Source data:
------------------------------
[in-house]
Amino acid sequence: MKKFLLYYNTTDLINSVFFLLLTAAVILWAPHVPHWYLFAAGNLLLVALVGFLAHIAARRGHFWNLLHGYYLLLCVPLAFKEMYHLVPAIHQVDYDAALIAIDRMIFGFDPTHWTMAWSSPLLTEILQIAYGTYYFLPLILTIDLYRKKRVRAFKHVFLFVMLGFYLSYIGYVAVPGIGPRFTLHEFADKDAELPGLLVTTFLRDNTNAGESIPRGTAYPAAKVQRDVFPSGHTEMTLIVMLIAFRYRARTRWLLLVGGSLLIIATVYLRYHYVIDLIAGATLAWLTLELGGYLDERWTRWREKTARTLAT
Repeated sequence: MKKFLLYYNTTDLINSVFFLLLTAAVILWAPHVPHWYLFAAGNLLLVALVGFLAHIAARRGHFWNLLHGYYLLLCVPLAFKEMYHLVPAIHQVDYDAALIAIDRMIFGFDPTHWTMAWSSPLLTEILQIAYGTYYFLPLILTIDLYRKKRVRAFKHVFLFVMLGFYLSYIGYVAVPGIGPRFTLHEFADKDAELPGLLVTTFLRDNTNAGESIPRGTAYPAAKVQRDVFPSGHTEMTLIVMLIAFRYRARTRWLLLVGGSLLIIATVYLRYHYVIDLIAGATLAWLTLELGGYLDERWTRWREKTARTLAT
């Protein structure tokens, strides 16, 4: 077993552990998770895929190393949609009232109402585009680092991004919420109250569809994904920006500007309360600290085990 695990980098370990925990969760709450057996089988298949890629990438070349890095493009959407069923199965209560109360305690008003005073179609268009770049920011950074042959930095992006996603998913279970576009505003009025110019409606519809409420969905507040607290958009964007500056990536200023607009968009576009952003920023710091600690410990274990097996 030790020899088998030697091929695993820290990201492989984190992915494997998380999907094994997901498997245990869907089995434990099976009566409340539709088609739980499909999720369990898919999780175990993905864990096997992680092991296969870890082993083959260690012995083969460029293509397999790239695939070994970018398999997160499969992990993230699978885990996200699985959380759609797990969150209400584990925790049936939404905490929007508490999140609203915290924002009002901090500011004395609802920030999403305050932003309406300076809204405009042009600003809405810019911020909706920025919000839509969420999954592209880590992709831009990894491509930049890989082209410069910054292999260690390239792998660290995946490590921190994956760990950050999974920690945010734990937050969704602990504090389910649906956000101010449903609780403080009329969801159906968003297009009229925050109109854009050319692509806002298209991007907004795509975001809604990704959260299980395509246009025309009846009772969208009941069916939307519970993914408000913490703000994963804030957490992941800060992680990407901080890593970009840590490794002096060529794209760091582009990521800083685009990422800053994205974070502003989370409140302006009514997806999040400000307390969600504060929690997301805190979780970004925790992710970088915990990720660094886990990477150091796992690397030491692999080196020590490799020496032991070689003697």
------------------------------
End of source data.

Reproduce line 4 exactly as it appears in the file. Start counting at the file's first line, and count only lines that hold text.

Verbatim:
């Protein structure tokens, strides 16, 4: 077993552990998770895929190393949609009232109402585009680092991004919420109250569809994904920006500007309360600290085990 695990980098370990925990969760709450057996089988298949890629990438070349890095493009959407069923199965209560109360305690008003005073179609268009770049920011950074042959930095992006996603998913279970576009505003009025110019409606519809409420969905507040607290958009964007500056990536200023607009968009576009952003920023710091600690410990274990097996 030790020899088998030697091929695993820290990201492989984190992915494997998380999907094994997901498997245990869907089995434990099976009566409340539709088609739980499909999720369990898919999780175990993905864990096997992680092991296969870890082993083959260690012995083969460029293509397999790239695939070994970018398999997160499969992990993230699978885990996200699985959380759609797990969150209400584990925790049936939404905490929007508490999140609203915290924002009002901090500011004395609802920030999403305050932003309406300076809204405009042009600003809405810019911020909706920025919000839509969420999954592209880590992709831009990894491509930049890989082209410069910054292999260690390239792998660290995946490590921190994956760990950050999974920690945010734990937050969704602990504090389910649906956000101010449903609780403080009329969801159906968003297009009229925050109109854009050319692509806002298209991007907004795509975001809604990704959260299980395509246009025309009846009772969208009941069916939307519970993914408000913490703000994963804030957490992941800060992680990407901080890593970009840590490794002096060529794209760091582009990521800083685009990422800053994205974070502003989370409140302006009514997806999040400000307390969600504060929690997301805190979780970004925790992710970088915990990720660094886990990477150091796992690397030491692999080196020590490799020496032991070689003697």